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Insights into Editorial: Steel frame or steel cage?

Insights into Editorial: Steel frame or steel cage?


Shah Faesal (35), who topped the Indian Administrative Services (IAS) examination in 2010, resigned from the government services.

He resigned from the government services, citing marginalization and invisiblization of around 200 million Indian Muslims at the hands of Hindutva as a reason.

His letter of resignation demonstrates his anguish over the pain Kashmir has experienced over the recent past.

Apparently, he feels that as a civil servant, he feels constrained to express his views.

He said the current regime’s subversion of public institutions such as RBI, CBI and NIA has the potential to decimate the constitutional edifice of this country and it needs to be stopped.



Duties of an IAS officer changing from Colonial times:

  • A district collector was seen as a meritorious monarch. He was the custodian of law and order. That was a key role in the colonial order.


  • Its cultural residues have persisted to the present times, and the status of the district collector in some States, the district magistrate or DM comes largely from his or her responsibility to maintain law and order.


  • Following Independence, the IAS acquired a nation-building tinge in its earlier colonial role (as the Indian Civil Service as it was then called).


  • From the local to the national levels, the IAS was seen as providing the firm and stable frame that India needed to overcome what were often described as ‘fissiparous’ tendencies in society.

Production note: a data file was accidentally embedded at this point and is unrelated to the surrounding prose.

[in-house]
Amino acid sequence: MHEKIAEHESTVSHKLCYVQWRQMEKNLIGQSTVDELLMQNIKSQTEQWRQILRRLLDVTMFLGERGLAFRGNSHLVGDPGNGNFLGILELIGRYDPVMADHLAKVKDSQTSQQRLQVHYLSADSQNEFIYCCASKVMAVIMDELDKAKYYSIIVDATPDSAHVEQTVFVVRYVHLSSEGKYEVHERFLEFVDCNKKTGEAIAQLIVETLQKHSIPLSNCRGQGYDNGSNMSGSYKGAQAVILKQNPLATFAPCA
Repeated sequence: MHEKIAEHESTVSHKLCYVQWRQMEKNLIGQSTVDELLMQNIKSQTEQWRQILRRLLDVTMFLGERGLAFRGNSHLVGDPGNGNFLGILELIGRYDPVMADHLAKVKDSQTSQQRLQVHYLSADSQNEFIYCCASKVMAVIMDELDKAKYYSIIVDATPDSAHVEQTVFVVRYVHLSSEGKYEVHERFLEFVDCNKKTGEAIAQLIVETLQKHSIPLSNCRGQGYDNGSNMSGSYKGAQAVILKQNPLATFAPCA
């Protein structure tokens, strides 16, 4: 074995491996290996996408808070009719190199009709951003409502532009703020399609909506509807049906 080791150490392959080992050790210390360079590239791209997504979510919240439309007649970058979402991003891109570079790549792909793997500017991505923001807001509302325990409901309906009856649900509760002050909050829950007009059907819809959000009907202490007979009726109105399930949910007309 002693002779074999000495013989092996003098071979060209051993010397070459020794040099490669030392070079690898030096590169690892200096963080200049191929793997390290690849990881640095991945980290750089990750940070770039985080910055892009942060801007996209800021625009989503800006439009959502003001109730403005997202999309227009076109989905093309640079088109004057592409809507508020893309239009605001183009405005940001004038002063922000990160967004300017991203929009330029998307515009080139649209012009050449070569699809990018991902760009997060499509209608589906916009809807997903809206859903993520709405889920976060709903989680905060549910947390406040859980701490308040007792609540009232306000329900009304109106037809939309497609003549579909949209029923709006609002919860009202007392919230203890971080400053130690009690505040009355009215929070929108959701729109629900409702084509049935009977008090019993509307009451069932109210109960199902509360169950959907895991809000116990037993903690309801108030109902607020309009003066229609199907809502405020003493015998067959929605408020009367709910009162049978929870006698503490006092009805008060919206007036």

• The addition of a nationalist lustre to an otherwise unchanged status gathered yet another layer when nation-building extended to a ‘development’ agenda.


  • As a learned decision-maker, the civil servant was supposed to lend objectivity to the elected politician’s agenda and wishes.


  • This function made an impact on the lure of the civil service as a career. Success in the IAS examination was now seen as bringing the power to ‘do something’ for the larger good, and not merely as a conduit of personal security and comfortable life-style.



Mr. Faesal’s resignation: Marker of change:

  • Faesal’s decision to resign from the IAS after a short stint in it marks yet another stage in the change of perceptions.


  • He is not the first to mark this change. Young entrants to the IAS have been known to resign early for social causes or academic careers.
  • In each case, early abandonment continues to signify an act of renunciation for the pursuit of an ideal.


  • Such examples have indicated the rising perception that the IAS officer’s power is much too constrained, especially by those wielding political power.


  • Shah Faesal’s resignation tells us how the power to ‘do something’ now belongs exclusively to the politician.


IAS: the “Steel Frame” of India’s government machinery:

Sardar Patel famously called the Indian Administrative Service (IAS) the “steel frame” of India’s government machinery.

He, and many others, viewed the IAS as the solid foundation upon which the rest of the bureaucracy rested, a bastion of the nation’s best and brightest providing unfailing support to others in government.

To this day, even with vastly increased opportunities in the private sector, the IAS continues to attract India’s best and brightest.